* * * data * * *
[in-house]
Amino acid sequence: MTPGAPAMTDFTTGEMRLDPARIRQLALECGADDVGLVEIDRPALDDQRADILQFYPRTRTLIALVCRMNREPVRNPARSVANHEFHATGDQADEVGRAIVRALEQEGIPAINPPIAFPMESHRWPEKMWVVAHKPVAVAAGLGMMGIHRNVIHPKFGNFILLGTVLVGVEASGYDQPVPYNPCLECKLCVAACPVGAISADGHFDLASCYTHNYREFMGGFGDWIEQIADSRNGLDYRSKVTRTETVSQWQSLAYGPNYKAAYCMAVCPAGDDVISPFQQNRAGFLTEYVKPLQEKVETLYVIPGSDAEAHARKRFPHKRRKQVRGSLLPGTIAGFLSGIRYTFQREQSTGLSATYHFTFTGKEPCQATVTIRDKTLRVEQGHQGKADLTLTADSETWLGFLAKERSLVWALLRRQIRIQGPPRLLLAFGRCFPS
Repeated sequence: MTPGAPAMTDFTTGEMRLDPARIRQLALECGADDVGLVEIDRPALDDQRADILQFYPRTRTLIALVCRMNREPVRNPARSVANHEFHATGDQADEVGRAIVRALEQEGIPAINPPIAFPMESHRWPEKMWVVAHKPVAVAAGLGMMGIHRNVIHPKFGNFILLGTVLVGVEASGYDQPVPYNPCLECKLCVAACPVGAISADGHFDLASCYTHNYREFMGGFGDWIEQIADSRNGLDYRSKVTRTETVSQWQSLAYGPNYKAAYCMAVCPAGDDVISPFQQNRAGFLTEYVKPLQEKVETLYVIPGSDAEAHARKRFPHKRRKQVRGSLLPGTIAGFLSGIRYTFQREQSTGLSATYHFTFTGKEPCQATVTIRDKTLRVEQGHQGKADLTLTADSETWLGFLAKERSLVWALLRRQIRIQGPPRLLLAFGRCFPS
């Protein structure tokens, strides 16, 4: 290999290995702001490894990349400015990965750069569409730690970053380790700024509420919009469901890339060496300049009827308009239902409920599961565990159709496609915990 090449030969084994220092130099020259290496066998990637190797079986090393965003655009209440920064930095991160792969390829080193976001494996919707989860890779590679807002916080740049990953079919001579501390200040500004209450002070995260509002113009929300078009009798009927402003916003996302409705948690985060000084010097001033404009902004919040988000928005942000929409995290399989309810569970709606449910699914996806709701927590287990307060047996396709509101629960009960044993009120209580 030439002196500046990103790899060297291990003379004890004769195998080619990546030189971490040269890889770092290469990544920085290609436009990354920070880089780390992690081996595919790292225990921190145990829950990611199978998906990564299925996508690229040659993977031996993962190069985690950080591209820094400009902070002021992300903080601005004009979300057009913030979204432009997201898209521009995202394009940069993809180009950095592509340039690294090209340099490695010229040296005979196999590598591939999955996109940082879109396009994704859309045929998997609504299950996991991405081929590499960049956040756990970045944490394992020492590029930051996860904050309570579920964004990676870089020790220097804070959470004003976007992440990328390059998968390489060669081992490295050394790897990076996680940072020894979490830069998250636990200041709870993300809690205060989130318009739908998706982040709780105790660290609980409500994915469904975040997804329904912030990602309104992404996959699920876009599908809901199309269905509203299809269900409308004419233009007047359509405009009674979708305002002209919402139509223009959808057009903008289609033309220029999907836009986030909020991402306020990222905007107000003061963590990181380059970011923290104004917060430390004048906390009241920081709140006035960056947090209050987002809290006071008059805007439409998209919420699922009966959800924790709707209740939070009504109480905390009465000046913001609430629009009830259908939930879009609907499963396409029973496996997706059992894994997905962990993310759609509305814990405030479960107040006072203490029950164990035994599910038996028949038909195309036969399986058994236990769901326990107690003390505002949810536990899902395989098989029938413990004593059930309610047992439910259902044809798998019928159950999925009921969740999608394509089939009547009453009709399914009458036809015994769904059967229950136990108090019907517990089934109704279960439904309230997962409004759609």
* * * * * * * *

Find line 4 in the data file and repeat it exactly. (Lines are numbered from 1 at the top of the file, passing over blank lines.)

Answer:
């Protein structure tokens, strides 16, 4: 290999290995702001490894990349400015990965750069569409730690970053380790700024509420919009469901890339060496300049009827308009239902409920599961565990159709496609915990 090449030969084994220092130099020259290496066998990637190797079986090393965003655009209440920064930095991160792969390829080193976001494996919707989860890779590679807002916080740049990953079919001579501390200040500004209450002070995260509002113009929300078009009798009927402003916003996302409705948690985060000084010097001033404009902004919040988000928005942000929409995290399989309810569970709606449910699914996806709701927590287990307060047996396709509101629960009960044993009120209580 030439002196500046990103790899060297291990003379004890004769195998080619990546030189971490040269890889770092290469990544920085290609436009990354920070880089780390992690081996595919790292225990921190145990829950990611199978998906990564299925996508690229040659993977031996993962190069985690950080591209820094400009902070002021992300903080601005004009979300057009913030979204432009997201898209521009995202394009940069993809180009950095592509340039690294090209340099490695010229040296005979196999590598591939999955996109940082879109396009994704859309045929998997609504299950996991991405081929590499960049956040756990970045944490394992020492590029930051996860904050309570579920964004990676870089020790220097804070959470004003976007992440990328390059998968390489060669081992490295050394790897990076996680940072020894979490830069998250636990200041709870993300809690205060989130318009739908998706982040709780105790660290609980409500994915469904975040997804329904912030990602309104992404996959699920876009599908809901199309269905509203299809269900409308004419233009007047359509405009009674979708305002002209919402139509223009959808057009903008289609033309220029999907836009986030909020991402306020990222905007107000003061963590990181380059970011923290104004917060430390004048906390009241920081709140006035960056947090209050987002809290006071008059805007439409998209919420699922009966959800924790709707209740939070009504109480905390009465000046913001609430629009009830259908939930879009609907499963396409029973496996997706059992894994997905962990993310759609509305814990405030479960107040006072203490029950164990035994599910038996028949038909195309036969399986058994236990769901326990107690003390505002949810536990899902395989098989029938413990004593059930309610047992439910259902044809798998019928159950999925009921969740999608394509089939009547009453009709399914009458036809015994769904059967229950136990108090019907517990089934109704279960439904309230997962409004759609």